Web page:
One-year trajectories of depression and anxiety symptoms in older patients presenting in general practice with musculoskeletal pain: a latent class growth analysis

Magdalena Rzewuska* (Corresponding Author), Christopher J Mallen, Victoria S Strauss, John Belcher, George Peat

*Corresponding author for this work

Research output: Contribution to journalArticlepeer-review

23 Citations (Scopus)



Distinguishing transient from persistent anxiety and depression symptoms in older people presenting to general practice with musculoskeletal pain is potentially important for effective management. This study sought to identify distinct post-consultation depression and anxiety symptom trajectories in adults aged over 50 years consulting general practice for non-inflammatory musculoskeletal pain.

Self-completion questionnaires, containing measures of anxiety and depressive symptoms, age, gender, pain status, coping and social status were mailed within 1 week of the consultation and at 3, 6 and 12 months. Latent class growth analysis was used to identify anxiety and depression symptoms trajectories, which were ascertained with cut-off score ≥ 8 on Hospital Anxiety and Depression Scale subscales. Associations between baseline characteristics and cluster membership were examined using multivariate multinomial logistic regression analysis (the 3-step approach).

Latent class growth analyses determined a 3-cluster anxiety model (n = 499) and a 3-cluster depression model (n = 501). Clusters identified were: no anxiety problem (44.1%), persistent anxiety problem (33.9%) and transient anxiety symptoms (22.2%); no depression problem (74.1%), persistent depression problem (22.0%) and gradual depression symptom recovery (4.0%). Widespread pain, interference with valued activities, coping by increased behavioral activities, catastrophizing, perceived lack of instrumental support, age ≥ 70 years, being female, and performing manual/routine work were associated with anxiety and/or depression clusters.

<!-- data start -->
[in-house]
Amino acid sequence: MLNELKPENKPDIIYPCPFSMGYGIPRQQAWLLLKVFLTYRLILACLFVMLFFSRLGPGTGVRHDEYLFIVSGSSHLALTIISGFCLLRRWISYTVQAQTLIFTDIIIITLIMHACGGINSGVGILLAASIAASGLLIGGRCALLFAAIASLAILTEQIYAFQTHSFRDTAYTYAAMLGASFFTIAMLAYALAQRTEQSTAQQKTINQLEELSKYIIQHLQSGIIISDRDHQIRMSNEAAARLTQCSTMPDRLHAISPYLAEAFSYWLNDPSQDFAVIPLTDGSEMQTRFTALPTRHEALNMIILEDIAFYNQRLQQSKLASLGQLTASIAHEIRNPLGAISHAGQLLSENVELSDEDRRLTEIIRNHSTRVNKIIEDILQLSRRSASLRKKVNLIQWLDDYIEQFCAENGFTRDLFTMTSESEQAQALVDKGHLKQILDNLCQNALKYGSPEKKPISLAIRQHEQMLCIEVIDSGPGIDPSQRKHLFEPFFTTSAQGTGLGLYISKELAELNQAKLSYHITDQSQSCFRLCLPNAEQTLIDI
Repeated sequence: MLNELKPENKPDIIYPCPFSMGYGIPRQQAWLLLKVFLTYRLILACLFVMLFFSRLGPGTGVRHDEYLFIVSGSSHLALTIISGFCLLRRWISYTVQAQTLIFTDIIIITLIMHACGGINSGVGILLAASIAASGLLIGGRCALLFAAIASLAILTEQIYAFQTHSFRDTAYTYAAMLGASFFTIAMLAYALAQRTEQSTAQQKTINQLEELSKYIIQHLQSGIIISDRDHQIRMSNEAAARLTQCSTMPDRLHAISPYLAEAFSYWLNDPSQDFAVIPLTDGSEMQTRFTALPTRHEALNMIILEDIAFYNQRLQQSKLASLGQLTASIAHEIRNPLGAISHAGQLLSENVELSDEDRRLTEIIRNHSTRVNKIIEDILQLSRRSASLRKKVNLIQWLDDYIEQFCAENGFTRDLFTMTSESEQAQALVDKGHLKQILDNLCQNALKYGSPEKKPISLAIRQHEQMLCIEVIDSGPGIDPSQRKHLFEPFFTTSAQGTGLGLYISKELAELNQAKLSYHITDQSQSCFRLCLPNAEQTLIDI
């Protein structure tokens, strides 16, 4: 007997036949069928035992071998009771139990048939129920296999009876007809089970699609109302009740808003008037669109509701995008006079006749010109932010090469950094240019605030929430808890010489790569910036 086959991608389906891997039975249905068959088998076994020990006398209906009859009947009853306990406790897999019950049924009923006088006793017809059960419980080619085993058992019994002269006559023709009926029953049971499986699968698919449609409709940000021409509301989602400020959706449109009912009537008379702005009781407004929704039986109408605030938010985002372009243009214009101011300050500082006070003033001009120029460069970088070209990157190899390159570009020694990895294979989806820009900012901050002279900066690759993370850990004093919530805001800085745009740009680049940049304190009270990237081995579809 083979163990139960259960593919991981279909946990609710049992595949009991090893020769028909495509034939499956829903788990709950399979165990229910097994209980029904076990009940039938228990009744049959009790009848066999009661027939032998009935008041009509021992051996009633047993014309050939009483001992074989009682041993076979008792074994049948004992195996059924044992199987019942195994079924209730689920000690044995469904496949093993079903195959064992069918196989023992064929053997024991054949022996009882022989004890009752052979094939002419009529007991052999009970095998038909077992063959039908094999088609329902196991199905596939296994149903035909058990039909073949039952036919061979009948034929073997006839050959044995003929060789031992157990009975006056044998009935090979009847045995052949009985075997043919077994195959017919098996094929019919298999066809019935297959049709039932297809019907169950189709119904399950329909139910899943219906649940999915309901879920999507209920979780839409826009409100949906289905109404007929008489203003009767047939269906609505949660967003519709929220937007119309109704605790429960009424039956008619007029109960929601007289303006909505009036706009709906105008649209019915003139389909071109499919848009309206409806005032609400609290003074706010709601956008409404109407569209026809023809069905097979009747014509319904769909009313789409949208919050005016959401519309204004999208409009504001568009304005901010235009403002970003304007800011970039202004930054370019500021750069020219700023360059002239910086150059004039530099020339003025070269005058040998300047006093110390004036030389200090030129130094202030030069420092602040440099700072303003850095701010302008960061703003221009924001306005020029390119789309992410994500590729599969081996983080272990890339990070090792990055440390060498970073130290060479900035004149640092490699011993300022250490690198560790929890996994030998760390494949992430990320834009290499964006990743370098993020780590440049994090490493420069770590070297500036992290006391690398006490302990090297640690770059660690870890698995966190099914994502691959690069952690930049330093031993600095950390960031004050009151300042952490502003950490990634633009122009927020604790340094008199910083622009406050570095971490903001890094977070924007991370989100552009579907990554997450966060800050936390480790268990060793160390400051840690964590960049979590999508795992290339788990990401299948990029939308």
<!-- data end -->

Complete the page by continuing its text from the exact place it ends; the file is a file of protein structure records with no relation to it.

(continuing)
Older people with non-inflammatory musculoskeletal pain are at high risk of persistent anxiety and/or depression problems. Biopsychosocial factors, such as pain status, coping strategies, instrumental support, performing manual/routine work, being female and age ≥ 70 years, may help identify patients with persistent anxiety and/or depression.
Original languageEnglish
Pages (from-to)195-201
Number of pages7
JournalJournal of Psychosomatic Research
Issue number3
Publication statusPublished - Sept 2015

Bibliographical note

Magdalena Rzewuska was funded by the University of Keele Acorn studentship. Christian Mallen is funded by the National Institute for Health Research (NIHR) Collaborations for Leadership in Applied Health Research and Care West Midlands, the NIHR School for Primary Care Research and an NIHR Research Professorship in General Practice (NIHR-RP-2014-04-026). The PROG-RES study was supported by the North Staffordshire NHS Primary Care Research Consortium and Arthritis Research UK.


  • musculoskeletal pain
  • older adult
  • depression
  • anxiety
  • trajectory
  • primary care


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